Children's Games in Street and Playground

Children's Games in Street and Playground

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This record of children's outdoor games played in the street, park, playground, or wasteland is drawn from the contributions of 10,000 children in England, Scotland and Wales. It reveals that the games children take pleasure in when out on their own are usually those learnt from each other - not from adults. They are games in which children may deliberately scare each other, ritually hurt each other, take foolish risks, play ten against one, and yet in which they consistenly observe their own sense of fair play. This volume explains in detail how a large number of street games are played, and gives the rhymes and sayings children repeat while playing them, together with their different regional names. It also contains notes on their individual histories, and compares apparently recently invented games with amusements in Elizabethan, medieval and even classical times, while numerous analogues from other countries indicate the extent of their distribution. Iona and Peter Opie have also written "The Oxford Dictionary of Nursery Rhymes", "The Oxford Nursery Rhyme Book", "The Oxford Book of Children's Verse", "The Lore and Language of Schoolchildren", "Classic Fairy Tales", "A Nursery Companion" and "The Oxford Book of Narrative Verse". Iona Opie is also the author of "The Singing Game" and "People in the Playground".show more

Product details

  • Paperback | 400 pages
  • 127 x 193.04 x 17.78mm | 136.08g
  • Oxford University Press
  • Oxford Paperbacks
  • Oxford, United Kingdom
  • English
  • New edition
  • New edition
  • plates, maps
  • 0192814893
  • 9780192814890

Table of contents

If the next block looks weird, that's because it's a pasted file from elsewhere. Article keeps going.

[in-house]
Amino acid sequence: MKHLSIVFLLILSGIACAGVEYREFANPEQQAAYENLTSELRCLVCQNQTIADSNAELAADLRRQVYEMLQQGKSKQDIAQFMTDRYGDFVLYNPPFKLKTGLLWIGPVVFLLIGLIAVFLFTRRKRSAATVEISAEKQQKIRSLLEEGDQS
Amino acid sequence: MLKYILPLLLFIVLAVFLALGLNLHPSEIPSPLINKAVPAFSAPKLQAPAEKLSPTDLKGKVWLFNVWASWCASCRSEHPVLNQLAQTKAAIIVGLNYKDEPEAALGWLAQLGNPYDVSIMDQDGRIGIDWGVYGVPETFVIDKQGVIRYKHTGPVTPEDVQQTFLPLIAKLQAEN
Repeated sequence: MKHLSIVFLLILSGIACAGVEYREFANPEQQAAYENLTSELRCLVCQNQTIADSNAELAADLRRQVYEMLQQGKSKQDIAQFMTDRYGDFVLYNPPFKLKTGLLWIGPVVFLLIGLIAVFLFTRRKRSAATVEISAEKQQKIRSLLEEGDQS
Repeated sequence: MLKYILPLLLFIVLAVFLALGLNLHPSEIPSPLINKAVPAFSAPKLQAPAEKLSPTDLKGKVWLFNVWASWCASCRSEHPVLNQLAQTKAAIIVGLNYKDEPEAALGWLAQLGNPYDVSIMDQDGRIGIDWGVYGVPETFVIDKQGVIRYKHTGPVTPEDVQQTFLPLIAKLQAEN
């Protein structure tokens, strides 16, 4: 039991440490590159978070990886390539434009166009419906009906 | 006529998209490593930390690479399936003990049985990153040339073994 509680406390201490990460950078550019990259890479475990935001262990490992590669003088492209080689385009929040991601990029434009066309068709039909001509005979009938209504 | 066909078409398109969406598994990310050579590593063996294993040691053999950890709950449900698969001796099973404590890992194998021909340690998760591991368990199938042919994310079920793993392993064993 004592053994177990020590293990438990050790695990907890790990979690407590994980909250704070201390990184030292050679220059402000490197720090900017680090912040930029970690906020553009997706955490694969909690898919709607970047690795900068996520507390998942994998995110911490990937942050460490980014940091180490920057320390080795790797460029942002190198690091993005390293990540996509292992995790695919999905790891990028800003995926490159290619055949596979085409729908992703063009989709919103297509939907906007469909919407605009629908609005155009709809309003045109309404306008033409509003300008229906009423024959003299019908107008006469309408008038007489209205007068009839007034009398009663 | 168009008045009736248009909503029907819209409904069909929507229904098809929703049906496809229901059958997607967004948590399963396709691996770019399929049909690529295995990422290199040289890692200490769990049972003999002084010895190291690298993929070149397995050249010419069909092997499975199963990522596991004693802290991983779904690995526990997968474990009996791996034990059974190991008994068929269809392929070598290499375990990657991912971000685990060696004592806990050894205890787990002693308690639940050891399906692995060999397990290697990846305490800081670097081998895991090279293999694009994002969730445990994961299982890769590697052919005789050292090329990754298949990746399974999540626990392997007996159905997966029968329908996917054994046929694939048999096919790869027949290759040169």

Part 1 Starting a game - the preliminaries to a game can be a sport in themselves: avoidance of disliked role - players take action, when a game is proposed, to exempt themselves from starting in the principal role; "He-names" - the name of the player who has a certain power in the game is subject to regional variation; selection made by chance - appointment of a player to the disliked role felt to be fairest if made a matter of luck; "Odd man out" - a method of deciding who is to take the disliked role by flashing fingers; "Dipping" - the method of determing who shall take the disliked role by counting-out with a verbal formula; "Dips" - examples of the formulas - usually nonsense rhymes or phrases - that are used for counting-out; "Chinese counting" - the use of gibberish rhymes for counting-out; counting fists or feet - players' fists or feet counted-out, rather than their persons; participation dips - formulas in which the players being counted-out themselves affect the number of counts. Part 2 Chasing games - games in which a player tries to touch others who are running freely in a prescribed area: touch - the basic game in which a player touched by the chaser becomes chaser in his place; the language of the chase - regional variation in the names for "Touch-chasing"; players restricted to particular way of moving; chases in a difficult environment; "Bull" - the touch made with the hands but carried in such a way that they represent something else; "whacko" - touch made with twisted scarf; "daddy whacker" - touch made with stick or whip; "Ball he" - touch made with ball; "Three lives" - ball or other object in effect takes the place of the chaser; the touch having noxious effect - "French touch" - the part of the body where player was touched has to be held until another player has been touched; "The dreaded lurgi" - the touch - in general play - alleged to be noxious; immunity from the touch - "Touchwood, touch iron, touch colour, colours" - immunity obtained by contact with particular substance or quality; "Off-ground he" - immunity obtained by being above ground level; "Budge he, twos and threes" - immunity obtained transiently by being at particular spot; "Tom Tiddler's ground" - immunity lost when designated area entered; "Shadow touch" - immunity obtained by not having a shadow; "Three stops and run for ever" - immunity obtained through posture; proliferation of chasers - "Help chase" - chaser continues chasing throughout game, and those he touches become chasers with him; "Chain he" - as "Help chase", but chasers have to link hands while chasing; suspence starts - "Poison" - players do not know whether they are to be chasers or runners; "Little black man" - start is delayed until those to be chased give the word; "What's the time Mr Wolf?", "I'll follow my mother to market John Brown", "Dead man arise" - players do not know when chaser will begin chasing, and suspense is intensified by dramatics. Part more

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